19. ^ Chok Simyee (10 May 2018). "Jeffrey forms pact with BN to form coalition state government". The Borneo Post. Retrieved 11 May 2018.
  20. ^ a b Natasha Joibi (10 May 2018). "Sabahans call Jeffrey Kitingan a 'traitor' for helping BN form state govt". The Star. Retrieved 11 May 2018.
  21. ^ Muguntan Vanar (25 April 2018). "Jeffrey Kitingan hit with seven-day bankruptcy notice". The Star. Retrieved 11 May 2018.
  22. ^ Zurairi Ar (11 May 2018). "Sabah PKR wants MACC to probe Musa Aman, Jeffrey Kitingan". The Malay Mail. MSN. Retrieved 11 May 2018.
  23. ^ Geraldine Tong (11 May 2018). "PM: We will not recognise polls in Sabah if corruption involved". Malaysiakini. Retrieved 11 May 2018.
  24. ^ Avila Geraldine; Norasikin Daineh (11 May 2018). "Warisan now has 35 seats, enough to form state government: Shafie [NSTTV]". New Straits Times. Retrieved 12 May 2018.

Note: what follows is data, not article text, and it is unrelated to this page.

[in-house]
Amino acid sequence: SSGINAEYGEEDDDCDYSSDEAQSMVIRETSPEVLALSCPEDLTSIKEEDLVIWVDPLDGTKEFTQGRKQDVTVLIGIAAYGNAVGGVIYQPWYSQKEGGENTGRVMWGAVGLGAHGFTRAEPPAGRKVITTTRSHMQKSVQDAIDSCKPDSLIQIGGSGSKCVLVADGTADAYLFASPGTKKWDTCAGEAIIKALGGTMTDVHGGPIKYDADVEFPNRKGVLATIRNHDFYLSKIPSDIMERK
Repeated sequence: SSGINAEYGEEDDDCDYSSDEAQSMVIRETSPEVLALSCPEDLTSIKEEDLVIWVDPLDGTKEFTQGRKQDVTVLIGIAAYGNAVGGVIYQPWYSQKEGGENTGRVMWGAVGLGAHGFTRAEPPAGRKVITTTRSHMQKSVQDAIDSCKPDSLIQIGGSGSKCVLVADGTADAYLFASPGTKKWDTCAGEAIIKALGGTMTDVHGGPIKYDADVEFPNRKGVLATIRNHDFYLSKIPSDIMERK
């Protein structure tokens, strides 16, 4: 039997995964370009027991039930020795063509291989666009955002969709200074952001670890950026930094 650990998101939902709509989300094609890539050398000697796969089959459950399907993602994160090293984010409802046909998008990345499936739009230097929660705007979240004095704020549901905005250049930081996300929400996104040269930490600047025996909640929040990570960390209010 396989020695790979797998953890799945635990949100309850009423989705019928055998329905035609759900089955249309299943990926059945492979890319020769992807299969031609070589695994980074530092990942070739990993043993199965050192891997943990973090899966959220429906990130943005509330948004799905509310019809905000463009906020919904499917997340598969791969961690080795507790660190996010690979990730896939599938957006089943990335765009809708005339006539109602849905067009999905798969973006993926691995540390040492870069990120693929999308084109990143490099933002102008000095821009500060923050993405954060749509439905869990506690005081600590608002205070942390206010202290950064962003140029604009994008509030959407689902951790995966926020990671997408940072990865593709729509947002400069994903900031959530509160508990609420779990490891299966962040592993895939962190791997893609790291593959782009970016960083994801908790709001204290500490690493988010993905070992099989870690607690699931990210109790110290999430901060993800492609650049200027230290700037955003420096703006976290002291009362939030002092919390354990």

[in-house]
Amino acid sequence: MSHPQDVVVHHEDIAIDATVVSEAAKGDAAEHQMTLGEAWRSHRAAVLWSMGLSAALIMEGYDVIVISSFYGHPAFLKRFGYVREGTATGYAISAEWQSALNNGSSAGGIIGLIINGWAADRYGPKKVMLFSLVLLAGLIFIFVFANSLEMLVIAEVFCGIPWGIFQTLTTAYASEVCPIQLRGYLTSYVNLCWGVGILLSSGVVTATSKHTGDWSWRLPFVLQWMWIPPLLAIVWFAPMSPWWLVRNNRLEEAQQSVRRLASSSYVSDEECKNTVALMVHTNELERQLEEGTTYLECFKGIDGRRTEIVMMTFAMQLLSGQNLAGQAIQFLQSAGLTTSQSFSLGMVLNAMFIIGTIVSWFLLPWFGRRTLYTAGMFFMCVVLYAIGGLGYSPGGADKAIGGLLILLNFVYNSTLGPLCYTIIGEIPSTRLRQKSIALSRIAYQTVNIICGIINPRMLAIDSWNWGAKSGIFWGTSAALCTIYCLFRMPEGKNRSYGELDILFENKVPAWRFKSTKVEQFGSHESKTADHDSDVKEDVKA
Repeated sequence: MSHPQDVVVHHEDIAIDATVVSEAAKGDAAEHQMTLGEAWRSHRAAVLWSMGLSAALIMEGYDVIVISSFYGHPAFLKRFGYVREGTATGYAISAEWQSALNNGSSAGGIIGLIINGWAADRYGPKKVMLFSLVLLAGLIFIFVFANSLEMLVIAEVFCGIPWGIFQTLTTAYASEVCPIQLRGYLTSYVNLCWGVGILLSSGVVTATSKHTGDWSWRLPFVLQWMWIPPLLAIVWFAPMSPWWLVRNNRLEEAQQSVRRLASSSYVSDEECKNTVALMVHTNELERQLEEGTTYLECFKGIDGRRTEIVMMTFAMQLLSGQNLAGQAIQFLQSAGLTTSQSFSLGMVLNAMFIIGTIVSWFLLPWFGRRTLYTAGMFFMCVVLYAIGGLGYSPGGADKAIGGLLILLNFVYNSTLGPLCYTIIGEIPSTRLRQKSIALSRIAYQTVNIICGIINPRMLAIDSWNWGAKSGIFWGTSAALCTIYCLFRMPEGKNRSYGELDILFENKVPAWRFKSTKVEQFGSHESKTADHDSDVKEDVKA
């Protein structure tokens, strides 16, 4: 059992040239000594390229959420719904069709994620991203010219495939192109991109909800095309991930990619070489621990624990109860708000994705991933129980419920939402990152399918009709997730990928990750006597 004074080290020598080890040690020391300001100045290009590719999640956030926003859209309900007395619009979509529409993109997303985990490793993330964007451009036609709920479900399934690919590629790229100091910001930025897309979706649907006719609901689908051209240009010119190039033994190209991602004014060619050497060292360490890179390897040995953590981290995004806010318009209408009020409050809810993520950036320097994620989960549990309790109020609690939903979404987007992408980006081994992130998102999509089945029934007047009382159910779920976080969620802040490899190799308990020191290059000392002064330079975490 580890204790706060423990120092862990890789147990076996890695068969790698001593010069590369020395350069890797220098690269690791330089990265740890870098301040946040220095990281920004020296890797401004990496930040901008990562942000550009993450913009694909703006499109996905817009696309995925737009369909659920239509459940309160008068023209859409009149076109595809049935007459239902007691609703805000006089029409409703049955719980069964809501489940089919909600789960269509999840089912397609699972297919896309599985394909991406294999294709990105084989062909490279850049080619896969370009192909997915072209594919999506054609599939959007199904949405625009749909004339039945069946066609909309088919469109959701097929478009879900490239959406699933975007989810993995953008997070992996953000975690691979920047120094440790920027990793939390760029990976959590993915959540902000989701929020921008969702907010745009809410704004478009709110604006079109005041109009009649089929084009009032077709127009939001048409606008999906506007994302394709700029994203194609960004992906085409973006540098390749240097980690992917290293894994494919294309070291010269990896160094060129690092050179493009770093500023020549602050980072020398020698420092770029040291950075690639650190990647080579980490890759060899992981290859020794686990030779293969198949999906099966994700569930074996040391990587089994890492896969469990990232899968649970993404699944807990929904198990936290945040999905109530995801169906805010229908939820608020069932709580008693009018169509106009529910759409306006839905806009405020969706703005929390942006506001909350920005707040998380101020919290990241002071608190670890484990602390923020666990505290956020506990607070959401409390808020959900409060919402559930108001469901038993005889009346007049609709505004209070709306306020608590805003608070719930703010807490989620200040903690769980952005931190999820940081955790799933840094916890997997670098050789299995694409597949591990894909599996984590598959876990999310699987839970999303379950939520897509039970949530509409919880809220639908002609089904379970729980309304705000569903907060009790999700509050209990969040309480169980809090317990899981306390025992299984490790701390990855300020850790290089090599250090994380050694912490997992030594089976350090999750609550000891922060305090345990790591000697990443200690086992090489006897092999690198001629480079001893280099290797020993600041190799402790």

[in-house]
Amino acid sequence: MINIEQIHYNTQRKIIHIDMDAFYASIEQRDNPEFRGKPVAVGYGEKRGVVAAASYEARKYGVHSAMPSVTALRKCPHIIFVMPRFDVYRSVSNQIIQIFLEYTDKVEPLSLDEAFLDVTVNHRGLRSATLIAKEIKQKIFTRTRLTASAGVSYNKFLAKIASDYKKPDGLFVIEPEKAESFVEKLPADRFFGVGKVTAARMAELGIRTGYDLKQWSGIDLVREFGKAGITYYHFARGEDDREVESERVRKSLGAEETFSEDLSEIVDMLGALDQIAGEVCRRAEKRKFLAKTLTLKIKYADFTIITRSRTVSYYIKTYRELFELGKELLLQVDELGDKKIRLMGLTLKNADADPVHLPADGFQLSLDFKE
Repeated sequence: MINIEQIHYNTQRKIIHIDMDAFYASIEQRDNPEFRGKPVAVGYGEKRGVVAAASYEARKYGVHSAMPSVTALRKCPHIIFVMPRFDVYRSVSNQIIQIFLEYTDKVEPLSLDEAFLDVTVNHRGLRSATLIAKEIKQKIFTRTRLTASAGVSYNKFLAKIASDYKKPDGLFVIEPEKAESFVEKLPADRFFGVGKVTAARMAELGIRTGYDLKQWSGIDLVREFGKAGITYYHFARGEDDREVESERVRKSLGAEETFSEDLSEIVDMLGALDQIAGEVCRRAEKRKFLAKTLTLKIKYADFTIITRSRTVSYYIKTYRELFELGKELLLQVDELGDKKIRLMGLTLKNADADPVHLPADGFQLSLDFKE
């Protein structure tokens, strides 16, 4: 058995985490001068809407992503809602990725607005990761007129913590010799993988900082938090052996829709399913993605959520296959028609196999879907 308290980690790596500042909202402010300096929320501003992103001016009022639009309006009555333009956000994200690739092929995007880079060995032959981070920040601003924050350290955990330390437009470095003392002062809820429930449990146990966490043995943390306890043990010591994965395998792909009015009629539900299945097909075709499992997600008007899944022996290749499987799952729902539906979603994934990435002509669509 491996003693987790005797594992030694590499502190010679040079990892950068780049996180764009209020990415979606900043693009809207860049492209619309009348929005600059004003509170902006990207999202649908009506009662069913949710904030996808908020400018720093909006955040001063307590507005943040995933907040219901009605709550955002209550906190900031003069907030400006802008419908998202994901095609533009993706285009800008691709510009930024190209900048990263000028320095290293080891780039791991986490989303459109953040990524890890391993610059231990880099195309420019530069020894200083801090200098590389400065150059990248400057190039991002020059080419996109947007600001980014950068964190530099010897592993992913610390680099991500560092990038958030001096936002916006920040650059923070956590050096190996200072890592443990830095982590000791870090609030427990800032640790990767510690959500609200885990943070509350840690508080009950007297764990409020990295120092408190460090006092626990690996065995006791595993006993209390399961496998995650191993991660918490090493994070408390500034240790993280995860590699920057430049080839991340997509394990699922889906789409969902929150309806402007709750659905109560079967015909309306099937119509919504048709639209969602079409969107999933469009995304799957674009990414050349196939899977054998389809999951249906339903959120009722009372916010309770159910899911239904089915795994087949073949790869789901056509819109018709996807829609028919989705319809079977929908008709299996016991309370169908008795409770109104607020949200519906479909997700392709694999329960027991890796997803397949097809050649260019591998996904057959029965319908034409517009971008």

25. ^ Rodelio Junjun Taucan (12 May 2018). "Tun Juhar arah Musa letak jawatan" (in Malay). Utusan Malaysia. Retrieved 13 May 2018.
  26. ^ Ruzaini Zulkepli (13 May 2018). "Warisan tidak akan sama dengan UMNO - Shafie Apdal" (in Malay). Astro Awani. Retrieved 13 May 2018.
  27. ^ Suraini Andokong (13 May 2018). "Shafie's appointment constitutionally valid – lawyer". The Borneo Post. Retrieved 13 May 2018.
  28. ^ "Constitution of the State of Sabah [LIST OF AMENDMENTS]". State Government of Sabah. Retrieved 13 May 2018.
  29. ^ "Istana serah surat kepada Musa" (in Malay). Berita Harian. 14 May 2018. Retrieved 14 May 2018.
  30. ^ Samantha Khor (14 May 2018). "[BREAKING] Musa Aman Is No Longer Chief Minister Of Sabah". Says.com. Retrieved 14 May 2018.
  31. ^ a b "Keputusan Pilihan Raya Umum Parlimen/Dewan Undangan Negeri". Election Commission of Malaysia. Retrieved 18 May 2018. Percentage figures based on total turnout (including votes for candidates not listed).
  32. ^ "Sabah [Parliament Results]". The Star. Archived from the original on 18 May 2018. Retrieved 18 May 2018.

Further reading[edit]